One of the problems I have been engaged with for many years now is the idea of how to keep a consistent record of my research that I can come back to years later and pick up where I left off.
Having thought a lot about this, I have some important criteria for such a record. Lab notes must be
- Future-proof (not dependent on proprietary software);
- Based fundamentally on ASCII text;
- Flexible enough to cope with a variety of experiment structures (one-off experiments, repetitive experiments, numerical experiments etc);
- Easy to input and maintain;
- Able to time-stamp the state of an experiment at the time it was performed;
- Able to incorporate the source code used to analyse the data;
- Able to facilitate collaboration with my group members and external colleagues;
- Easy to transform into outputs like papers and presentations;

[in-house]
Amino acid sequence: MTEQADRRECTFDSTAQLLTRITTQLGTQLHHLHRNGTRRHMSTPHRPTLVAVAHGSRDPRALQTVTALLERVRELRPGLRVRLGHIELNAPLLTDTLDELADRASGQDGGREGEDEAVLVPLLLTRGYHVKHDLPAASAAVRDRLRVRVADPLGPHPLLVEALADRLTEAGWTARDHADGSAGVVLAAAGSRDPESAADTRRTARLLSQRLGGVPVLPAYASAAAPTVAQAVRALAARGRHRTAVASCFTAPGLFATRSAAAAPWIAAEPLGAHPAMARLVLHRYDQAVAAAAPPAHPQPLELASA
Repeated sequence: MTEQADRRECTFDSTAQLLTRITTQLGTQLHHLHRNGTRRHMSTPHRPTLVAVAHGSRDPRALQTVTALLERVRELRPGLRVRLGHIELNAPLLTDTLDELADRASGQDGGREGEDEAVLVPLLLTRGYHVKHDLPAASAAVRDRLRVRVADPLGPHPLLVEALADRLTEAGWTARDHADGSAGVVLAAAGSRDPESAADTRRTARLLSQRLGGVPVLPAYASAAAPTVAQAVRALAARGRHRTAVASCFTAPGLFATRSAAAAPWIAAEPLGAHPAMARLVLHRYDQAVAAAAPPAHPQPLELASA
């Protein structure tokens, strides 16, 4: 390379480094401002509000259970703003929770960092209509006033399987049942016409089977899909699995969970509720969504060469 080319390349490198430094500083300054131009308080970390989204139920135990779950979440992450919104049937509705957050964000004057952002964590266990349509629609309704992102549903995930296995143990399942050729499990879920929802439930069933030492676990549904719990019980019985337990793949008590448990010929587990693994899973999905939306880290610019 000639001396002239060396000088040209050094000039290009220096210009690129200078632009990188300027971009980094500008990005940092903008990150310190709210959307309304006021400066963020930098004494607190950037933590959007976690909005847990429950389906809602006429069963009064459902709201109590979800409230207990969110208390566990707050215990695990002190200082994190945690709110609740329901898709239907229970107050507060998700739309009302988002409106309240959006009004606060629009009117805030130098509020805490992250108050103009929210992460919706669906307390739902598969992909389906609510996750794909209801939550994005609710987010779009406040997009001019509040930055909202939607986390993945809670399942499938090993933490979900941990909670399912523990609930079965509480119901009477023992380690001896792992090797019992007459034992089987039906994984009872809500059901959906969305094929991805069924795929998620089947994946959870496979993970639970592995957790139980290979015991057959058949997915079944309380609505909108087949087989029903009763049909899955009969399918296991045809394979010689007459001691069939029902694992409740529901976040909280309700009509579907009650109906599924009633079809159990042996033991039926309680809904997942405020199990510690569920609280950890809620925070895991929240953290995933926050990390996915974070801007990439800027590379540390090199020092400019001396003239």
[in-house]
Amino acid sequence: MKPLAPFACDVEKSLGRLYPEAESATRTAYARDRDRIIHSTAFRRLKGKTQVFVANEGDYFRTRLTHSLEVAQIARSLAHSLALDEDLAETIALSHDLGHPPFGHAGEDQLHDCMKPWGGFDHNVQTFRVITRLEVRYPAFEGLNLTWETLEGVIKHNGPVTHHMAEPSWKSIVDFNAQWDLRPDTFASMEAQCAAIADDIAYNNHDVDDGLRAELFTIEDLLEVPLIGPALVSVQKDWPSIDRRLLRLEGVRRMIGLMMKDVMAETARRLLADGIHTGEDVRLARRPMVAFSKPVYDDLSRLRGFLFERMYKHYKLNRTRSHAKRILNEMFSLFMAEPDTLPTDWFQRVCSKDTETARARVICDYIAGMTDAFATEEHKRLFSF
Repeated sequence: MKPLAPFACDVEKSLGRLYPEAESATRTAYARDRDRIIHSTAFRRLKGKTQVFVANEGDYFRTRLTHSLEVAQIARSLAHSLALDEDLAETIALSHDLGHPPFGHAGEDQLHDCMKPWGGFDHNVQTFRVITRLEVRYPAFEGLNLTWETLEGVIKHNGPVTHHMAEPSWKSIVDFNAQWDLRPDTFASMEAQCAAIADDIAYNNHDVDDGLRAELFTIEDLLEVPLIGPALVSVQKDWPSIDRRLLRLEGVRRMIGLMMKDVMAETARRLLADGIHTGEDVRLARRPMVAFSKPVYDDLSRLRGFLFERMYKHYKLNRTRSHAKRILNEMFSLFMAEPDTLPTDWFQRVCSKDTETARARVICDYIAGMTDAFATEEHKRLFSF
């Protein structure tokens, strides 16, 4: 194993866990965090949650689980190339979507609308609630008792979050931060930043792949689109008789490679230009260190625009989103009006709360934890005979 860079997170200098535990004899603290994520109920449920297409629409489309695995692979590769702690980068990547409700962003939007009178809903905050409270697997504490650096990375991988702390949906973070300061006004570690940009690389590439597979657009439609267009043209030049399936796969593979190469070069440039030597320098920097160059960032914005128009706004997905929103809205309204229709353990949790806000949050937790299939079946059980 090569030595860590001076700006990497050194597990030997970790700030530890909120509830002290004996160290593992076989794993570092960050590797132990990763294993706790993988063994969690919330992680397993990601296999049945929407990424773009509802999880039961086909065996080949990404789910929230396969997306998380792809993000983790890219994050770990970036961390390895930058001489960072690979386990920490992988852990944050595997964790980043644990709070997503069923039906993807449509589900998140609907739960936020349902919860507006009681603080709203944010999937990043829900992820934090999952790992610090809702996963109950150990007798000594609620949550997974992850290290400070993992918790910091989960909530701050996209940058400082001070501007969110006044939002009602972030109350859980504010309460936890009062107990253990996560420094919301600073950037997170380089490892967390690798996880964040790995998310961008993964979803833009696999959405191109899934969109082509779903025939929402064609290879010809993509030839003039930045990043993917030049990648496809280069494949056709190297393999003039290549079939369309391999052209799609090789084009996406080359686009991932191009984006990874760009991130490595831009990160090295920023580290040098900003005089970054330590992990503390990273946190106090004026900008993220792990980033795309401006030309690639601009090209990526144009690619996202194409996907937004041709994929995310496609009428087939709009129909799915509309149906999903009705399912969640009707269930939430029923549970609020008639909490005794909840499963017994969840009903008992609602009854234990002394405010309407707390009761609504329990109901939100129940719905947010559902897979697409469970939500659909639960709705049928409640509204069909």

I have tried many different notetaking systems to achieve this, including commercial systems like LabArchives, Microsoft OneNote, Microsoft SharePoint, My own TikiWiki webpage, Zim desktop wiki, Tiddlywiki and others I have forgotten, but none of them could give me what I need according to the above 8 points. I believe I now have a system that works the way I need it to for lab notes, though I know it is not for everyone: emacs org-mode. I hope to write up a little more about org-mode in the future, and why I think it’s a great way to produce consistently high-quality, self-documenting research outputs.